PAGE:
Emerald Ash Borer Treatments
The emerald ash borer (EAB), scientific name Agrilus planipennis Fairmare, also known as the ash beetle, an emerald beetle, comes from northeastern Asia and was discovered in 2009 in Minnesota. This species of beetle is invasive and only attacks ash trees. Unfortunately, the emerald ash borer is here to stay in Minnesota; but fortunately Warner’s has been treating emerald ash borer for years, with a 100% success rate. Preventative treatments are the ONLY way to ensure the safety of your ash trees. Learn how to identify EABs and notice the early signs of infestation. Contact Warner’s to save your ash trees from emerald beetles today.
Identifying Emerald Ash Borer
Knowing what the emerald ash borer looks like is important in determining if you have an infestation. This insect is about 3/8” to 5/8” long and metallic green in color. With the wings spread you’ll notice the upper abdomen is bright red. Other species of beetles can look similar and can be easily misidentified. Contact Warner’s if you are unsure if your ash trees are in danger.
Signs of EAB Damage
D-shaped exit holes are one of the first signs that the adults have now exited the tree. If infested, the top 1/3 of the canopy of your ash trees will lose their leaves due to ash borer larvae under the bark disrupting the flow of water up the tree. The emerald ash borer will cause branches of your trees to die off and become more susceptible to falling, which can cause bodily harm. If your ash tree’s leaves begin to die from the tip of the branches toward the trunk, your tree has a condition called dieback. If so, it’s too late to treat the tree.
Emerald Ash Borer Life Cycle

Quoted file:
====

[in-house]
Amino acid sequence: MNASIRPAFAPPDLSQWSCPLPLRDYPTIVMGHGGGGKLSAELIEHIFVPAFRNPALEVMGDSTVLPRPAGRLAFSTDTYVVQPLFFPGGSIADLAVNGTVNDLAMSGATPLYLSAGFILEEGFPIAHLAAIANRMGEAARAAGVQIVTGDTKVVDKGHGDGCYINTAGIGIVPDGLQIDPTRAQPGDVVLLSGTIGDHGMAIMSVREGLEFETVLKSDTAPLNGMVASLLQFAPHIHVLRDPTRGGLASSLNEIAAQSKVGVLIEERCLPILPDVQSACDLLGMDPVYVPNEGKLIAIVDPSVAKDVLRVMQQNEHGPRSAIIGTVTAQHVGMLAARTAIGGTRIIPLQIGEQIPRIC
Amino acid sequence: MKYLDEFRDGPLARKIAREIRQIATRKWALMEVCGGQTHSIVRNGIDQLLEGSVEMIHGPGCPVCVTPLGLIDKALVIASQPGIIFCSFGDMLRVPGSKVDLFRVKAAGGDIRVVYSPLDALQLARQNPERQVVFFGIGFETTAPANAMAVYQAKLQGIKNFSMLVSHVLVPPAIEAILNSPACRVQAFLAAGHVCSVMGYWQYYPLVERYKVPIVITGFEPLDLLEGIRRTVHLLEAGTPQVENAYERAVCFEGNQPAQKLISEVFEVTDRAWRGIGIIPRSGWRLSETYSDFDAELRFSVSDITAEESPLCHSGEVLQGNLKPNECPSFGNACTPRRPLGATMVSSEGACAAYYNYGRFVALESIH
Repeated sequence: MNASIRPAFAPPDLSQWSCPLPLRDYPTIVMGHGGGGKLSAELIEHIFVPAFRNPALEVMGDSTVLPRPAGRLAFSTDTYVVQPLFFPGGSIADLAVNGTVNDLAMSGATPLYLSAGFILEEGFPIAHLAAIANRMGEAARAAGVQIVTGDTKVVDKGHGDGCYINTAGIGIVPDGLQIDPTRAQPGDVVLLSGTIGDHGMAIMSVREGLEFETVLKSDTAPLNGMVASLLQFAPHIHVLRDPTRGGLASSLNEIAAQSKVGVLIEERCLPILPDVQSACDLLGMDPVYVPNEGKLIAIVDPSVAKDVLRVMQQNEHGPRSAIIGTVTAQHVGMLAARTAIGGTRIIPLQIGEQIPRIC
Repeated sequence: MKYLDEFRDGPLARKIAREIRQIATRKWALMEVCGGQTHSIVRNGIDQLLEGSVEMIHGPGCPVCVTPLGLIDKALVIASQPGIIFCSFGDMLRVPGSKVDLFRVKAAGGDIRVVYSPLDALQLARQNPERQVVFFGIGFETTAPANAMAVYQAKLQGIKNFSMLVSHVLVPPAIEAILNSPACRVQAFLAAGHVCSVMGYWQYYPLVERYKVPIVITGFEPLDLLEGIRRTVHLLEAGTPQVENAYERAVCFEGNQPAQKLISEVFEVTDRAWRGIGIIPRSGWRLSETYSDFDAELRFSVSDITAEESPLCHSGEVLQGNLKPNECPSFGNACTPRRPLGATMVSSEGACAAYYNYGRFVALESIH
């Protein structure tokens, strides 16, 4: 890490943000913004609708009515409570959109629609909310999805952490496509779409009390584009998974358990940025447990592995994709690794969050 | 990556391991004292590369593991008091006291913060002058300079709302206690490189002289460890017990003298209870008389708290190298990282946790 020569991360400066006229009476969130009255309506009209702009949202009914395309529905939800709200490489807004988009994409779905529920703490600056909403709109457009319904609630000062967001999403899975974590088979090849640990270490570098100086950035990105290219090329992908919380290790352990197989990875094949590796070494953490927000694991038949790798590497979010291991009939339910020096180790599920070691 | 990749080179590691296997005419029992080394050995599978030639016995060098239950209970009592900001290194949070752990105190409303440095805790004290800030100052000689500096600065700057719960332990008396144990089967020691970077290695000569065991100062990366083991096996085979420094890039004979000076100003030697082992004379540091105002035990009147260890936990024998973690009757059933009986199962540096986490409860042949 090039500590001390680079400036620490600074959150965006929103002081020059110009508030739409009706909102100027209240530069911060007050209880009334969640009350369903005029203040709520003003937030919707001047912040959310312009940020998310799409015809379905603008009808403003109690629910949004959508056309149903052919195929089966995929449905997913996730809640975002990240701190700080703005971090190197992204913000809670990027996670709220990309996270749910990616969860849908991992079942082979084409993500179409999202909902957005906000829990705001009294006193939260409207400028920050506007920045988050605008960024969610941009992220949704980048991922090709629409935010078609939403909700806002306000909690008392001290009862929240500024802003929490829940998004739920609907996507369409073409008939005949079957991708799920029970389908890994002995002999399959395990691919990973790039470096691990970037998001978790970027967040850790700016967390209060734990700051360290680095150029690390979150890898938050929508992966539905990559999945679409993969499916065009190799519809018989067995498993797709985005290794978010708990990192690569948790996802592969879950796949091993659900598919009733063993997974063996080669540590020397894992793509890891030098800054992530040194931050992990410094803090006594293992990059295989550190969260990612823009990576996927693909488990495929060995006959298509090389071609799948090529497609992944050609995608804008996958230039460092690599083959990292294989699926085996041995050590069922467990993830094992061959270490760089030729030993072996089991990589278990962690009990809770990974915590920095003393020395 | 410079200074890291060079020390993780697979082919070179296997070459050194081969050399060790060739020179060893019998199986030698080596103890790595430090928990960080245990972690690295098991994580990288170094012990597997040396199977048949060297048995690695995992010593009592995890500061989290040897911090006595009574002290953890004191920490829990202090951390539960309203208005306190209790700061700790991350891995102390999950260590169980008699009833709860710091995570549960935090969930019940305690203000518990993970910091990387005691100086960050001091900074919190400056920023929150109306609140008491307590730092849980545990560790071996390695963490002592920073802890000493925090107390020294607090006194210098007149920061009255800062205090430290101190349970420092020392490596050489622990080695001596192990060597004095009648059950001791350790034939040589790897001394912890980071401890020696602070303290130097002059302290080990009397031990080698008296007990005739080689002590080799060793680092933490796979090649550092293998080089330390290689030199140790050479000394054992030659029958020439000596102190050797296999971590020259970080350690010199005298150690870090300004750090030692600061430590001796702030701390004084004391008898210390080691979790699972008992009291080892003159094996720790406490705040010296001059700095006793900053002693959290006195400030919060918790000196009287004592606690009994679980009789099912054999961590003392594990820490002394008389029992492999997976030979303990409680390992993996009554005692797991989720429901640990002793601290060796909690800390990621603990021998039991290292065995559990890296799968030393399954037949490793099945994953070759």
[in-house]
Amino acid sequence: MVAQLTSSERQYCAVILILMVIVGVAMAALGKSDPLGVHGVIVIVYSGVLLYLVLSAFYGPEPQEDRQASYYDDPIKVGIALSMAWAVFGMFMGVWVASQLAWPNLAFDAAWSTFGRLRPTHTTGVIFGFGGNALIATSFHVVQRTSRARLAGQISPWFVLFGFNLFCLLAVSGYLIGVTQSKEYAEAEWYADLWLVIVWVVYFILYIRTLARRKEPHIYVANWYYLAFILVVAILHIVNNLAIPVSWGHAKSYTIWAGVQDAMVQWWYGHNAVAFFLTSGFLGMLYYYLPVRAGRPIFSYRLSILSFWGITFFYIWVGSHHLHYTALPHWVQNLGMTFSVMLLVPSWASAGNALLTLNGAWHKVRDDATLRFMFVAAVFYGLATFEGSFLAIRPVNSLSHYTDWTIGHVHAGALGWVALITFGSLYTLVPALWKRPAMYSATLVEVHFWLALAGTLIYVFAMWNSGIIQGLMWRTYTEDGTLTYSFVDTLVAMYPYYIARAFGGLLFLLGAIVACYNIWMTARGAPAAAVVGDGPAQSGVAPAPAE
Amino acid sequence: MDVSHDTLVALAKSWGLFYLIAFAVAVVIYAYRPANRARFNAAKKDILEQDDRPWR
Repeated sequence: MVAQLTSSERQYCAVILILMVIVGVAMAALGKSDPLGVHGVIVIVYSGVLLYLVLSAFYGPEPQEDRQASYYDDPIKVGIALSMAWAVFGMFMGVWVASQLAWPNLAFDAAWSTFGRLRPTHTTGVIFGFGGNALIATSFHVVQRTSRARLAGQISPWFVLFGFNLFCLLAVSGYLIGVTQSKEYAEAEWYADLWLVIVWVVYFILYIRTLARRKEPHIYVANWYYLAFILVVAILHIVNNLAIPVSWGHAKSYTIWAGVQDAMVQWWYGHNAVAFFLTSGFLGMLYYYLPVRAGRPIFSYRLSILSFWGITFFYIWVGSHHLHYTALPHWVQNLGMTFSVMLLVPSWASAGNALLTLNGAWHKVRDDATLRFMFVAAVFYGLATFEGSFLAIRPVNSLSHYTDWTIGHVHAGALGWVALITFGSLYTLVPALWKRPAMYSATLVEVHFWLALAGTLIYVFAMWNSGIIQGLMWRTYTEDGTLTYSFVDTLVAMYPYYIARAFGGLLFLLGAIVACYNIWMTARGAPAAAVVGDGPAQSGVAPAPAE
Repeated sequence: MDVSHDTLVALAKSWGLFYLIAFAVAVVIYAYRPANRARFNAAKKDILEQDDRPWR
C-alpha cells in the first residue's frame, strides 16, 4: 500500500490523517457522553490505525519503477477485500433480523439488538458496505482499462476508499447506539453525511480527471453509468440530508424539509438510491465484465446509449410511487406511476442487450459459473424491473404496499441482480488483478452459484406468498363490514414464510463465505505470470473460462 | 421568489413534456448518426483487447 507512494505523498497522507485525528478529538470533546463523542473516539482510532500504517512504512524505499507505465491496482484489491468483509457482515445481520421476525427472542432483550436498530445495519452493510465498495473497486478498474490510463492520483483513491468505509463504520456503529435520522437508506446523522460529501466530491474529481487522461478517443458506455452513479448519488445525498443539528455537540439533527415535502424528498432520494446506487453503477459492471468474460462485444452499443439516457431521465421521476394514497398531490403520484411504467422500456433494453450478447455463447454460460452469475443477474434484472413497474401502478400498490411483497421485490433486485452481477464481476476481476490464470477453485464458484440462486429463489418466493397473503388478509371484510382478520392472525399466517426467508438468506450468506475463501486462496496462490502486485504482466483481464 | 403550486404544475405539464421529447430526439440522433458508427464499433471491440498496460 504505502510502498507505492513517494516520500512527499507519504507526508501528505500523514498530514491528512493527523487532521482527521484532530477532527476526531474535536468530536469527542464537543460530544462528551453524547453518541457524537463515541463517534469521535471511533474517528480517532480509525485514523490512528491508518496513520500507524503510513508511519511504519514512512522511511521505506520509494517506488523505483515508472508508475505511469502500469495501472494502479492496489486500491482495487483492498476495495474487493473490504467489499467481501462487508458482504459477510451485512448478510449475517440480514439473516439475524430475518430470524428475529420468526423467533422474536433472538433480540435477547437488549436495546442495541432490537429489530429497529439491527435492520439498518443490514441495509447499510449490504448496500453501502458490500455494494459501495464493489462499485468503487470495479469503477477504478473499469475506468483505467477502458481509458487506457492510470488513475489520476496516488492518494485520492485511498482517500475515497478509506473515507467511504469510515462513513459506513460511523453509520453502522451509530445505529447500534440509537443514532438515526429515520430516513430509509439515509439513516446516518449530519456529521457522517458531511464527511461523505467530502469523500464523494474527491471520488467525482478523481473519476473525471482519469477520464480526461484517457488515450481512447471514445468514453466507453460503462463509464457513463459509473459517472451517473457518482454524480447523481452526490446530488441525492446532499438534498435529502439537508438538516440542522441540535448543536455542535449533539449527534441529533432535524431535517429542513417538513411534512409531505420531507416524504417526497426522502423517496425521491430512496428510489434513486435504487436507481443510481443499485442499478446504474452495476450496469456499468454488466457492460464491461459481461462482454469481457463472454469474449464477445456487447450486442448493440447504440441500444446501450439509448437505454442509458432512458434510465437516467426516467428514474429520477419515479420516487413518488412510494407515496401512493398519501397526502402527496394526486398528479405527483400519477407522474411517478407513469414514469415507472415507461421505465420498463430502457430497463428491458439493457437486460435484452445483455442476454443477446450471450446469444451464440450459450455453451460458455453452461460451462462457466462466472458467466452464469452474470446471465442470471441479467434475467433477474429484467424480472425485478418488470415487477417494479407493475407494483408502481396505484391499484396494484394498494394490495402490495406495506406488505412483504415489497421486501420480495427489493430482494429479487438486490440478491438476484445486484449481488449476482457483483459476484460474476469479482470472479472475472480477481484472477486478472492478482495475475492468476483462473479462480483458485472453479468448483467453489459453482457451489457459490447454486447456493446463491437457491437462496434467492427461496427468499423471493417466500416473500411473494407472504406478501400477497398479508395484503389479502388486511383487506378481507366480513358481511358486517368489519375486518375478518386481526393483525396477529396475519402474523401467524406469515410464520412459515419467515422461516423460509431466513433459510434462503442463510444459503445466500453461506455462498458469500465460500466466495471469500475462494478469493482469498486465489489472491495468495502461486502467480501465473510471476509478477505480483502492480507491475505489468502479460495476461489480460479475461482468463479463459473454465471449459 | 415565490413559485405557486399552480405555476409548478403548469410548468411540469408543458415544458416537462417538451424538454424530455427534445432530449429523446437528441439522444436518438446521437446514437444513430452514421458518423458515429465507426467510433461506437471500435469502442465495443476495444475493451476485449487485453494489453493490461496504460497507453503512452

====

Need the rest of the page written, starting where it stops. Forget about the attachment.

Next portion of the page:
The lifecycle of an emerald ash borer depends on the weather — they need warmer weather to mature and take flight.
- The EAB lays eggs in the summer, between June and August, on the outer bark of ash trees
- Eggs hatch in about two weeks and the larvae drill holes through the bark
- From June/August until the next May through September, the mature EABs drill out from the trees and take flight — this is known as flight season
- The mature EABs begin the cycle over by laying eggs on ash trees, completing a generation every one to two years
Emerald Ash Borers in Minnesota
Emerald ash borers were first discovered in the United States in the early 2000, and experts believe they were transferred here inside wood packing materials from Asia. They were first discovered in the Detroit, Mich., area and since then, they have spread to 35 states, including Minnesota.
According to University of Minnesota Extension, EAB has been confirmed in 17 Minnesota counties. If you have ash trees within 15 miles of a known infected site, you might already have EAB. Schedule a consultation with Warner’s Outdoor Solutions, and we’ll evaluate your trees.
EAB Treatment Cost
You can buy EAB treatment and do it yourself, however, there are several things you must know before you try to do this yourself:
- Do not move the wood. Don’t use it for camping, and don’t transport it offsite to be used as firewood. EAB-infested ash tree wood must be cut and burned where it is cut down.
- Check the Minnesota Department of Agriculture’s EAB map to learn whether you are in an EAB quarantine.
- The MN Department of Agriculture recommends that trees larger than 15 inches be treated by professionals.
- Treatment is not one-and-done; you will need to treat and retreat on a regular basis, indefinitely.
DIY EAB treatments can cost about $20 to $50 per tree per treatment, and the amount of treatment you use depends on the diameter of the tree. Trees bigger than 15 inches should be treated by professionals. You’ll need to follow the state’s recommendations for retreatment.
NOTE: Due to the stubborn nature of the emerald ash borer and the speed with which it infests ash trees, Warner’s Outdoor Solutions no longer does soil drenching. We recommend bark injections for infested trees.
Facts About EAB in Minnesota
- This beetle only attacks ash trees and is their number one threat.
- It has killed millions of ash trees in North America.
- Woodpeckers could be a sign of EAB infestation as they like their larvae.
- History suggests the beetle came from wood packing material in Asia.
- If you lose your ash trees, the real estate value of your property can decrease by thousands of dollars.
Minnesota EAB Map
Additional Service Suggestions to Complement Emerald Ash Borer Control: